One Love: Obama, in Jamaica, pays respects to reggae superstar Bob Marley

Player utilities

Listen to the story.

Marco Werman: As I mentioned earlier, both Cuban President Raúl Castro and President Barack Obama will be at the Summit of the Americas in Panama. But before going to Panama, Mr. Obama had another meeting in Jamaica. And first order of business on the island? From the airport straight to the Bob Marley Museum. The president toured Marley’s former home at 56 Hope Road in Kingston, and tour guide Natasha Clark got to show him around.


Natasha Clark: I was excited. I was excited. Not nervous, excited. It’s the opportunity of a lifetime. It’s not everyday you get to meet the President of the United States up close and personal.


Werman: Yeah, so true. So, what was President Obama so curious to know about Bob Marley?


Clark: Well, the music--he was fascinated about that. The lyrics--a few of the songs that he sang really meant something to him. You know, as Bob said in his music, “The message is in the lyrics.” So, it was like a dream for him. He was very excited. When he got out of the car, he said “Yes, this is it! Bob Marley!” He was very excited to be here, ready to get on with the tour and hear everything.


Werman: What story about Bob Marley were you really excited to tell President Obama?


Clark: About his life and his impact on our country, even in the political arena. He would always try and make peace.


Werman: There’s also the home that Bob Marley lived in in Trench Town when he was much younger, which actually fewer visitors go to. What do you think people miss by not visiting Trench Town?


Clark: Well, each of the areas that he was in, they all have their own experience. You have people that will go to all of them, trying to get a different experience when you go there. Just like (??) is a part of the Marley group of companies, (??) music tour, we get an idea and an understanding of the music from scratch right up until you have the CD on the shelf. So, it’s different. Each place is different.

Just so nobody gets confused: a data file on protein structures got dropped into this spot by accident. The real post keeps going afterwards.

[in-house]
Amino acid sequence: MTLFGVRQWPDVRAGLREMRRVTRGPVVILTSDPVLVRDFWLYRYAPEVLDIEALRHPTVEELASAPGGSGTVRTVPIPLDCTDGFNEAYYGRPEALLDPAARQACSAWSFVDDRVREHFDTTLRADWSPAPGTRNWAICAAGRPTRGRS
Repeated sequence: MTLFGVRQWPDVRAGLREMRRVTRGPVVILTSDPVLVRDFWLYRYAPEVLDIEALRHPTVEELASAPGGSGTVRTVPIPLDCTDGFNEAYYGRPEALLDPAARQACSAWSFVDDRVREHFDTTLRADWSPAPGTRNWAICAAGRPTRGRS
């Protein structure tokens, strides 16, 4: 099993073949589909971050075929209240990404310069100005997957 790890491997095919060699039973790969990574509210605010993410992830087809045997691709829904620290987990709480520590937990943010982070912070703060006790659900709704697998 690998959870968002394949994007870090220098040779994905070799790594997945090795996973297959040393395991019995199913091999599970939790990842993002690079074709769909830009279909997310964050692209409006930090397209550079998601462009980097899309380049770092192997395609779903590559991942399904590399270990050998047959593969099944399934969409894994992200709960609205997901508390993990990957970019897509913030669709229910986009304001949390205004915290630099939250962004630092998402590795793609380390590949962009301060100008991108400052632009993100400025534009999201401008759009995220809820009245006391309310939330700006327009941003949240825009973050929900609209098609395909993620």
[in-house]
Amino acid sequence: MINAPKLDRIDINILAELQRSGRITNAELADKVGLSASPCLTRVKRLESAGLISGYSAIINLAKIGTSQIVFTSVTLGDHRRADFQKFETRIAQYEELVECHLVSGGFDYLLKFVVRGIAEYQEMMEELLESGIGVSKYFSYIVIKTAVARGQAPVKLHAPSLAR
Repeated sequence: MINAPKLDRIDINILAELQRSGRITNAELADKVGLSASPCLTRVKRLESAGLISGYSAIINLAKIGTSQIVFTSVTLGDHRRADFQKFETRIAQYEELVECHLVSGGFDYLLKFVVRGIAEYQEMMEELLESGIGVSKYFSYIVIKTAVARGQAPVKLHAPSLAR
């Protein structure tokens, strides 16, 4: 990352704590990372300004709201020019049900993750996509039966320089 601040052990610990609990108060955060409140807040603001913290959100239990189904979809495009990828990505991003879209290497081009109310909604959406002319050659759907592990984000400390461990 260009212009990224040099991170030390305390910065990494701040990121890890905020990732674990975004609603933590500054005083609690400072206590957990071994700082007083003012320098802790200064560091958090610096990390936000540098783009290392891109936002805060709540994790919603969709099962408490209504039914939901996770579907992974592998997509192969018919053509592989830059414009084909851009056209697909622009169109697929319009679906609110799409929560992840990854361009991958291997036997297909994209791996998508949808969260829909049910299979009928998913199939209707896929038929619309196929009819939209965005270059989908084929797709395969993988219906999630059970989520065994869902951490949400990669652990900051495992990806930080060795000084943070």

Werman: Everybody wants to know how much ganja Bob Marley smoked. Did President Obama want to know as well?


Clark: No, he didn’t ask anything about that. It was just the music. It’s just the music.


Werman: A lot has changed since Obama was elected in 2008. At one point, he was more of a rock star and some Jamaicans might even put him on the same pedestal as Bob Marley. How are Jamaicans responding to the president’s visit now in 2015?


Clark: Well, I can’t really speak for everyone per se, but a lot of people would expect he would maybe contribute something--I’m not sure, I’m not really privy to all the details of what is going on outside of the museum, but I’m sure all of us would love for things to get better in our country. But it’s going to take time and everybody has to put all hands on deck to let that happen, but I’m sure that people who are in charge of that will sort that out. So, outside of that, I’m still on cloud nine. I’m still excited. It’s an opportunity that I may never get again and it was something that shows well upon everyone that works at the Bob Marley Museum.


Werman: Natasha Clark is a tour guide at the Bob Marley Museum in Kingston, Jamaica at 56 Hope Road. Thanks so much, Natasha.


Clark: You’re welcome. And tell everyone to visit the Bob Marley Museum when they come here.


Werman: I won’t forget, absolutely.


Clark: Alright, thanks very much Marco.


Werman: Bye bye, Natasha.


Clark: Bye bye.


[Excerpt from Bob Marley’s “One Love”]